PESHAWAR: The provincial assembly in Pakistan's northwestern Khyber Pakhtunkhwa was dissolved on Wednesday, the second regional government to be brought down by former prime minister Imran Khan in his drive to force early general elections.
Pakistan has been gripped by political turmoil since Khan was ousted in a no-confidence vote last April. He was replaced by a shaky alliance led by Prime Minister Shehbaz Sharif.
The South Asian nation is facing a severe economic downturn, with rocketing inflation, a major shortage of foreign reserves and lagging bailout talks with international lenders.
On Wednesday, Khyber Pakhtunkhwa (KP) governor Haji Ghulam Ali signed a letter dissolving the assembly "with immediate effect" at the request of the provincial chief minister, who is a senior figure in Khan's Pakistan Tehreek-e-Insaf (PTI) party.
Khan's PTI held a majority or was in a coalition government in two of Pakistan's four provincial parliaments.
The move in KP came after the assembly in the most populous province, Punjab, was dissolved late on Saturday by Khan's coalition partners, on his orders.
As per the constitution, fresh elections in both legislatures must be held inside three months.
Historically, federal and provincial elections have always been held simultaneously, but the constitution does allow for separate polling dates.
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General elections are due no later than mid-October, and Sharif's government is holding out hope of engineering an economic turnaround to boost its faltering popularity.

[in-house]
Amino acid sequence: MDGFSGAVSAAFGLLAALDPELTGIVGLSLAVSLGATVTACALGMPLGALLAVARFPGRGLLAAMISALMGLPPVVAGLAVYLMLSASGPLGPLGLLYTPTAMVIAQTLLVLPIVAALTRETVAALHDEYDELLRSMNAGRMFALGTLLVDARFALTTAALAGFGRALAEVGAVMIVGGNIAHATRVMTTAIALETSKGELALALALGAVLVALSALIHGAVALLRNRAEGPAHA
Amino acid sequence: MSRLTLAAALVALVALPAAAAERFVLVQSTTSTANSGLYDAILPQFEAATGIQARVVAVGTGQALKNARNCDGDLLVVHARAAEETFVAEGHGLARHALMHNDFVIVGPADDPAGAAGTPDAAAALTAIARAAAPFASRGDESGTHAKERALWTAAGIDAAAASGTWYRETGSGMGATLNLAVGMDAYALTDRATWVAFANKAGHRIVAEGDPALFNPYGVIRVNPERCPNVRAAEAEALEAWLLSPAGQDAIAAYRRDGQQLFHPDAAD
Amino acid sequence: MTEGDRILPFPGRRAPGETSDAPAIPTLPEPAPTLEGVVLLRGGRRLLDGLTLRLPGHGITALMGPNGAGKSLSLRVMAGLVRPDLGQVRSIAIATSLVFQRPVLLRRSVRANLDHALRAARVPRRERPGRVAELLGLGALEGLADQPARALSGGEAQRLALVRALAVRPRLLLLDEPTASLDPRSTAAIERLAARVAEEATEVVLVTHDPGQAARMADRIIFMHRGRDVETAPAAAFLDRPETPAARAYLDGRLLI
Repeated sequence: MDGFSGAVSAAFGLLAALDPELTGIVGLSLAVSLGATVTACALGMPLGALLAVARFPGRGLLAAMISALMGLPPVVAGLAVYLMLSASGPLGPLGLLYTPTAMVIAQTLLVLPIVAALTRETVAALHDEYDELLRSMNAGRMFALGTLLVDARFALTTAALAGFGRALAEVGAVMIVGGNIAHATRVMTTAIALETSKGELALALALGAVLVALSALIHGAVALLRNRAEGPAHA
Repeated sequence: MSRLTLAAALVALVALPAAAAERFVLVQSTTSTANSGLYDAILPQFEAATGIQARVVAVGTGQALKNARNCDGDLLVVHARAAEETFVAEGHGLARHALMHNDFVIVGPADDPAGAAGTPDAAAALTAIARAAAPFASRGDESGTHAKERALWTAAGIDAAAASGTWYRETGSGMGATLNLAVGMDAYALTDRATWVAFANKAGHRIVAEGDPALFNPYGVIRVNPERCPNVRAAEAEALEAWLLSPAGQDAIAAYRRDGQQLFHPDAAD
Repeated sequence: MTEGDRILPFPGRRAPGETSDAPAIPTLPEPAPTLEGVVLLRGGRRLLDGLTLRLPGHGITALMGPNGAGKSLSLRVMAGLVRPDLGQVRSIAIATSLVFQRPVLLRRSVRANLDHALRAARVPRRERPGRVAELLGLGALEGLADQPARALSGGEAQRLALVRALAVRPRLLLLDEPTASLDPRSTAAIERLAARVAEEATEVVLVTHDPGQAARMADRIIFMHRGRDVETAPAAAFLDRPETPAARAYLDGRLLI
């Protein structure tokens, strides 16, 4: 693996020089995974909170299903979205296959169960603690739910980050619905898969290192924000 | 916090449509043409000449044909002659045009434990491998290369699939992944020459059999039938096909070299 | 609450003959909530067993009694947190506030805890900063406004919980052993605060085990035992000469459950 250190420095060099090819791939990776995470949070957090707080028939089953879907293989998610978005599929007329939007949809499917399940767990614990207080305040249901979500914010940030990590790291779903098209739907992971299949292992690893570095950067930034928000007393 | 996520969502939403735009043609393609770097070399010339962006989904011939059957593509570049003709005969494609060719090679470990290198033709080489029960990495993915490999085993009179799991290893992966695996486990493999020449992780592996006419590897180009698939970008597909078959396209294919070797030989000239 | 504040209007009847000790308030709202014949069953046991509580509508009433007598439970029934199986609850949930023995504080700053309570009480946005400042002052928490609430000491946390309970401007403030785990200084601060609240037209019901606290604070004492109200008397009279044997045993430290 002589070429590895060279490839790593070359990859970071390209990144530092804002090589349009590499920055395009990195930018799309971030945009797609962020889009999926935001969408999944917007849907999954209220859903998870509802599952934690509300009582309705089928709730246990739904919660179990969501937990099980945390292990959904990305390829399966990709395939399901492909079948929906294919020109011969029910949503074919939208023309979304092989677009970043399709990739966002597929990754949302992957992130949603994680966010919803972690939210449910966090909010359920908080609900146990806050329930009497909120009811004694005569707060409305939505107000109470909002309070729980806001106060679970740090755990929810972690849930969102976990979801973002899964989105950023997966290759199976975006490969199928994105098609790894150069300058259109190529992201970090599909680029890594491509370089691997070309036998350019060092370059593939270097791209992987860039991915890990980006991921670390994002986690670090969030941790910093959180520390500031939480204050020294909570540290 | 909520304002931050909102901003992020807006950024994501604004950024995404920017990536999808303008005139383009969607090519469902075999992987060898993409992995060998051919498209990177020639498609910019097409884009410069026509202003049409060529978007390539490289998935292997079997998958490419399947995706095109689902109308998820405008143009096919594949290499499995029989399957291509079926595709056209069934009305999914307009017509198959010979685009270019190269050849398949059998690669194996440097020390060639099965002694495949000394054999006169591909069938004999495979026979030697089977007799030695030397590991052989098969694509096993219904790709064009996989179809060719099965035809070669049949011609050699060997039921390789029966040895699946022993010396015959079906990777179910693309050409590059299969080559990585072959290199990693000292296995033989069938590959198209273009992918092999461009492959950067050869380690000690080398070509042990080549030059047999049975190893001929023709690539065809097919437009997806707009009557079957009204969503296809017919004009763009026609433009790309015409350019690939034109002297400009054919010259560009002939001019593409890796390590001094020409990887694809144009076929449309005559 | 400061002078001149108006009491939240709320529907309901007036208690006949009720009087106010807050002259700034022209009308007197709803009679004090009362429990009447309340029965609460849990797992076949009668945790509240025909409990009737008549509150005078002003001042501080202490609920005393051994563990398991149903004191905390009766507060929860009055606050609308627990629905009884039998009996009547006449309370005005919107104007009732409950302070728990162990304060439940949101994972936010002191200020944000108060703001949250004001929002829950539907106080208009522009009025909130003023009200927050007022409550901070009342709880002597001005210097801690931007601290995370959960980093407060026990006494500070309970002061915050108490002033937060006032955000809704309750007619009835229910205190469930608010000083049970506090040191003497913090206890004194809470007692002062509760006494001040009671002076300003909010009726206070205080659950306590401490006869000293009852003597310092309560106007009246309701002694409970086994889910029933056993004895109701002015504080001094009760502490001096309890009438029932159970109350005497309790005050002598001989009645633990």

"The current government has failed to govern so it's time they realised their responsibility and go for elections to end this political instability," PTI spokesman Fawad Chaudhry told AFP.
"We are ready for elections, and we are ready for a street movement as well," Chaudhry said. "If they don't call the elections we will have to go for a street movement."
Khan still maintains a huge following, and has held a series of anti-government demonstrations to rally support for his cause, a platform based mainly on fighting corruption.
The 70-year-old has repeatedly touted claims he was ousted by a US-led "conspiracy", but has not provided evidence that this was the case.
His ouster from government came after analysts said he fell out of favour with Pakistan's military, which has directly ruled the country for roughly half of its 76-year history, and maintains a strong influence on governance and policy.
In November, Khan was shot and wounded at a party rally, blaming the assassination bid on Sharif and a senior army intelligence officer, without providing evidence of his allegations.